Crarae Glen Garden in Crisis Appeal by the National Trust for Scotland
John M. Hammond
Running in a north-easterly direction, the bent finger of Loch Fyne claws deep into the Highlands of Argyll on Scotland's West Coast. On the north-western shore of the sea loch, the ribbons of woodland provide a shelter belt that grows as luxuriously as the stands of Rhododendron ponticum along the roadside leading to Crarae Garden which enjoys an average rainfall of around 80 inches (200 cm) each year. Herb Spady's detailed article Crarae Glen Garden in the Fall 1988 issue of the Journal provides a very useful introduction to the historical background, the layout of the garden and the wealth of material to be found therein.
At a high elevation overlooking the steep mountain glen is this
superb example of the A. M. Williams hybrid R. 'May Day', which
is typical of the high standard of hybrid material in the garden.
Photo by John M. Hammond
Back in 1993, I asked George Smith, a Scottish Chapter Director, to write the article Rhododendron Species in the Great Garden at Crarae which appeared in the pages of the Winter 1995 issue of the Journal. Quoting from George's article: The first impression one gets of Crarae Glen Garden is one of a very rich mountain woodland: the word 'garden' does not immediately come to mind. Having been to Crarae four times in the months of March, April, and May, I am filled with wonderment and admiration of its natural beauty! I will certainly return to it time and again in the future." George's health was not good at this time. He had suffered acute heart problems at high altitude on a Himalayan plant hunting expedition, his health further deteriorated shortly after completing the article, and he was unable to return to Crarae before passing away. George's legacy is a fine perspective of this remarkable garden in which he outlines the many attributes which are special about Crarae: the natural beauty derived from an area of wild woodland, the steep mountain glen carved out by the torrential Crarae Burn, and the perceptive planting by Sir George Campbell which has created some wonderful contrasts between forms of leaves and flowers throughout the garden.
Past articles written on the gardens of Argyll tend to be highly oriented towards rhododendron species and make only passing reference to hybrid material within the gardens, which is unfortunate as many of the gardens contain significant collections of hybrids which do well in the temperate climate. Crarae is no exception in this regard. Indeed, it could be contended that the hybrids at Crarae are one of the key attributes within the garden, as there are superb examples of many well known older hybrids together with rarer material, some registered, some not, which deserves to be safe-guarded, propagated and more widely grown.
Crarae Gardens Charitable Trust was formed in 1978 to handle the maintenance and upkeep of the garden. Since that time a great deal of new work has been carried out to secure the infrastructure, but in more recent years the Trust has found itself in financial difficulties. The National Trust for Scotland (N.T.f S.) appear to be confident that the garden can be saved providing that a realistic level of donations are made in regard to their target of £1.25M ($US1.75M). The alternative is unthinkable.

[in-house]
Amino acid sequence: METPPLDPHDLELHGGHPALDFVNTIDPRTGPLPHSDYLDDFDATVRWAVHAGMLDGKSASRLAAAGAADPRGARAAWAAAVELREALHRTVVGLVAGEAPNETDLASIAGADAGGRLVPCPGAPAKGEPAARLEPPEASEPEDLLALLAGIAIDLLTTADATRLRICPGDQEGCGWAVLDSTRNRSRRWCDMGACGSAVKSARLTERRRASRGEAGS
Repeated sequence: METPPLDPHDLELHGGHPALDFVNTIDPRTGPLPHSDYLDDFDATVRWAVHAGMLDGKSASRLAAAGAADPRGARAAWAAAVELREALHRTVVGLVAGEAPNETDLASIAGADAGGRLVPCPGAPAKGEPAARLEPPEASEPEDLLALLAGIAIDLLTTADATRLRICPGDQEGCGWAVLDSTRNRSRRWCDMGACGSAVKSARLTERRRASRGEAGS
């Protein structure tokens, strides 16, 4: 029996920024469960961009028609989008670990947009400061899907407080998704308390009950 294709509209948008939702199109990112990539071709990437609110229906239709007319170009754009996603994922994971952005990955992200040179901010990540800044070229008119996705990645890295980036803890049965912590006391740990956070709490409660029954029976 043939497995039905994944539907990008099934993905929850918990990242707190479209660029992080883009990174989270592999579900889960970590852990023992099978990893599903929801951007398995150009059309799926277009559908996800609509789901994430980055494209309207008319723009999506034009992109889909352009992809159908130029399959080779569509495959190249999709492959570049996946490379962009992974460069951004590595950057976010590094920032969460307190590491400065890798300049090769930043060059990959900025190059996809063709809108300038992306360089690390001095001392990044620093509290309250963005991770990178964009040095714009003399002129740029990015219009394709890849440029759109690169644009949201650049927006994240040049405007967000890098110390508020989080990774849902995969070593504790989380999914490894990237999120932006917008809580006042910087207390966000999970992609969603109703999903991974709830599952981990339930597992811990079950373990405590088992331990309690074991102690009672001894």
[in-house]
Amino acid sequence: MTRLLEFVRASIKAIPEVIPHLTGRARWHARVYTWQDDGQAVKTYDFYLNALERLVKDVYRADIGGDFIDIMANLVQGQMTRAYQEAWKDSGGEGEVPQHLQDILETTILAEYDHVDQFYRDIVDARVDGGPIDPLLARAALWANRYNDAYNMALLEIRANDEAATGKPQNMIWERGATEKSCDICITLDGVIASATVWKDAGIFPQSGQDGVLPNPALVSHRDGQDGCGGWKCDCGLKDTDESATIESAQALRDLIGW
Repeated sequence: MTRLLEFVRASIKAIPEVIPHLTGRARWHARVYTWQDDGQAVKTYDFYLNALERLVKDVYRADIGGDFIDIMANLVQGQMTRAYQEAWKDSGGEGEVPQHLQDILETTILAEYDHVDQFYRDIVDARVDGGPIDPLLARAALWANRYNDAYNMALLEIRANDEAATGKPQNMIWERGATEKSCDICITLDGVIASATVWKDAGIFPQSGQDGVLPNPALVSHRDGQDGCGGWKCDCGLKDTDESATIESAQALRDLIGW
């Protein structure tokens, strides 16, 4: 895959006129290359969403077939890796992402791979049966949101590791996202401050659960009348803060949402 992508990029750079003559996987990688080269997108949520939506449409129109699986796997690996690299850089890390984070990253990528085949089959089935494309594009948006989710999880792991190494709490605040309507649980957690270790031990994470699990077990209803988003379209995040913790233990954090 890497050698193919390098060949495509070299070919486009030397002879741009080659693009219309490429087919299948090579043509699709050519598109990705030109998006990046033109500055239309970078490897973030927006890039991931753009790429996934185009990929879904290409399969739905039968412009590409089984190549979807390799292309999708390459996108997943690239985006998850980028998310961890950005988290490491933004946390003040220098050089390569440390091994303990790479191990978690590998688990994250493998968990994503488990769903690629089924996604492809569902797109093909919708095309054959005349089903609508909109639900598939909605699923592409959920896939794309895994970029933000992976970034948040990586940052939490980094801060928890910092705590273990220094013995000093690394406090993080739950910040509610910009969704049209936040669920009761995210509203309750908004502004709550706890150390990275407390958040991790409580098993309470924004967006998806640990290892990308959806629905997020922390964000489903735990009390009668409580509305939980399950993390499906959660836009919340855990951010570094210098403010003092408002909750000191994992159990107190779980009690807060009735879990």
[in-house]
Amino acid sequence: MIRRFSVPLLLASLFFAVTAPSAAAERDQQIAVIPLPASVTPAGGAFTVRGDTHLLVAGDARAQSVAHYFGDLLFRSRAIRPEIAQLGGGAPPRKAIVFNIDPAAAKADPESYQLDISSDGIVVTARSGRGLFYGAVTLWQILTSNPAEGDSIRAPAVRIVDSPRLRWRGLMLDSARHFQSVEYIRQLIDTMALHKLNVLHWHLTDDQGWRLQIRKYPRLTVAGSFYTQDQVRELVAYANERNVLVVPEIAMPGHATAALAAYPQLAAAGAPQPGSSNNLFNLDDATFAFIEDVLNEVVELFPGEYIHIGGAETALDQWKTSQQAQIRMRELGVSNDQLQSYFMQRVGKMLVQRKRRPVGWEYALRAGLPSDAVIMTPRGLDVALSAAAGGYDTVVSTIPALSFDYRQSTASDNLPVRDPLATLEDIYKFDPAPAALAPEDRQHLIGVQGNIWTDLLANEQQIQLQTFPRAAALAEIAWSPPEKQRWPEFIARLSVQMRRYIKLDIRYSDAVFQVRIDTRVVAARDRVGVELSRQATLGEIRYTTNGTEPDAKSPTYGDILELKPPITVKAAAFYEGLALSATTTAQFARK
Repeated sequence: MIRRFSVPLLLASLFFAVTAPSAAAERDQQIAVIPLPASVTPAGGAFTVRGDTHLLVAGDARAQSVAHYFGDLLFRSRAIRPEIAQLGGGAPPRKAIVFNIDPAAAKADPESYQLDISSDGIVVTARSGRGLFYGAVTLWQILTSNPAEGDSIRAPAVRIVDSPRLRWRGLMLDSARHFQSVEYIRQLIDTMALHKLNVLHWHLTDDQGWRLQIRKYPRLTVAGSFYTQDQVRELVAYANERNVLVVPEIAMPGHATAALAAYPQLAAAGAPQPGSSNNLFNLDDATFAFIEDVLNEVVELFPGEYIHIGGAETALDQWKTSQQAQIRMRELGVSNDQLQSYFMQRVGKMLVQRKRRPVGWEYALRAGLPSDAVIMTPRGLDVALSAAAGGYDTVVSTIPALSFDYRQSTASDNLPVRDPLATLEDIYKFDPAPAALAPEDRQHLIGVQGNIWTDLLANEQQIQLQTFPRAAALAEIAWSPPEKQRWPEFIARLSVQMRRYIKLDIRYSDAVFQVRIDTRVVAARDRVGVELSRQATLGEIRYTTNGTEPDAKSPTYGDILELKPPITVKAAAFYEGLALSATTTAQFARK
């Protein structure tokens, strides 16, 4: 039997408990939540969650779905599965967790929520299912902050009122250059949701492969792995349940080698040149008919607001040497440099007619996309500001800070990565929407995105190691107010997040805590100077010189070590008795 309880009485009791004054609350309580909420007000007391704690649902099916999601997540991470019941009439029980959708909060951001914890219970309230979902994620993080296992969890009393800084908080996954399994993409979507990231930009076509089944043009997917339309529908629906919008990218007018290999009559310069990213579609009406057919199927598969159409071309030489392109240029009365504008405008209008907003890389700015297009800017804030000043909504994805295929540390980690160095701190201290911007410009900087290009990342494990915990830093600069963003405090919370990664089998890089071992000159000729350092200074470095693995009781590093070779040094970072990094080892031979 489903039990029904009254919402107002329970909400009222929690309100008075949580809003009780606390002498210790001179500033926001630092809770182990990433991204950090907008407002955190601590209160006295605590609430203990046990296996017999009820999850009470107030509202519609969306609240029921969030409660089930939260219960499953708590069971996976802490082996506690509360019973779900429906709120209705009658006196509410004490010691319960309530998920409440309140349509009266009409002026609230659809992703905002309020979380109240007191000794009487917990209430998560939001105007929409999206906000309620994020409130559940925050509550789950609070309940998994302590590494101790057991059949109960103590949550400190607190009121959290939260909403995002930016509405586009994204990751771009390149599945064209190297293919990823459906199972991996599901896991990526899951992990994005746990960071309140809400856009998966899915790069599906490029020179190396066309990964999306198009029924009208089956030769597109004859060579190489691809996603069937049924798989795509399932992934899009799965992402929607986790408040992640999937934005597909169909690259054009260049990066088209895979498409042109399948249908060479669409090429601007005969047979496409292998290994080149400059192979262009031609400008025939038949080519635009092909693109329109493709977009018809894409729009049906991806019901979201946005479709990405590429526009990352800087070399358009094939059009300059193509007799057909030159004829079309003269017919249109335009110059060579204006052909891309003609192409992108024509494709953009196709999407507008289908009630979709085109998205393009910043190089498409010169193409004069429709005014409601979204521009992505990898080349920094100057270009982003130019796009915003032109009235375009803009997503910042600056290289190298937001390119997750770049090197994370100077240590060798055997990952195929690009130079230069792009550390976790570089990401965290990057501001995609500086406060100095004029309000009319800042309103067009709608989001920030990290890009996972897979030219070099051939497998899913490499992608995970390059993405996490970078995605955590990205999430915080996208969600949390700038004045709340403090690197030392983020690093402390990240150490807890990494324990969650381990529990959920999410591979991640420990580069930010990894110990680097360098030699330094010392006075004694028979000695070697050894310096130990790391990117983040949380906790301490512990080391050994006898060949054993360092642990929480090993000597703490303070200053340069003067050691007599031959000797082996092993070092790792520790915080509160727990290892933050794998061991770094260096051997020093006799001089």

At Burlington, Massachusetts, last May, the ARS Board of Directors meeting agenda included the Crarae Appeal. The Board adopted the motion: "The Board of Directors of the American Rhododendron Society encourages its members to support the appeal of the National Trust for Scotland for funding to save Crarae Garden for the education and enjoyment of all plant and garden lovers." Those members who visited Oban for the 1996 ARS Annual Convention will recall with fond memories their visit to Crarae. The aim of the N.T.f S. is to secure the future of the garden so that others may have the same opportunity of enjoying this diverse collection of plants and trees in a wildly romantic setting. Last April the N.T.f S. organised an initial mailing of an Appeal brochure to those members who attended the Oban convention in 1996 and in July a more wider mailing was undertaken.
You are invited to support this Appeal by making a donation towards the creation of an Endowment Fund, the interest from which will be used to maintain the garden. The Appeal brochure sent to North American members was specially customised and outlines the means by which a tax-deductible donation can be made via:
Scottish Heritage USA Inc.
P.O. Box 457
Pinehurst, NC 28370 U.S.A.
Tel: (910) 295 4448
Fax: (910) 295 3147
Scottish Heritage USA Inc will issue a Tax Deduction Letter upon receipt of a completed Crarae Appeal brochure. You can obtain a copy of the brochure from the above address or directly from the N.T.f S. at the following address:
Crarae in Crisis Appeal Coordinator
National Trust for Scotland
28 Charlotte Square
Edinburgh EH2 4ET, Scotland
Tel: (0131) 243 9300
Fax: (0131) 243 9301.
Members residing outside of North America can write directly to Lorna Stoddart for details in regard to making a donation if they have not received a copy of the Appeal brochure.
John Hammond, a member of the Scottish Chapter, is ARS Chapters at Large Director.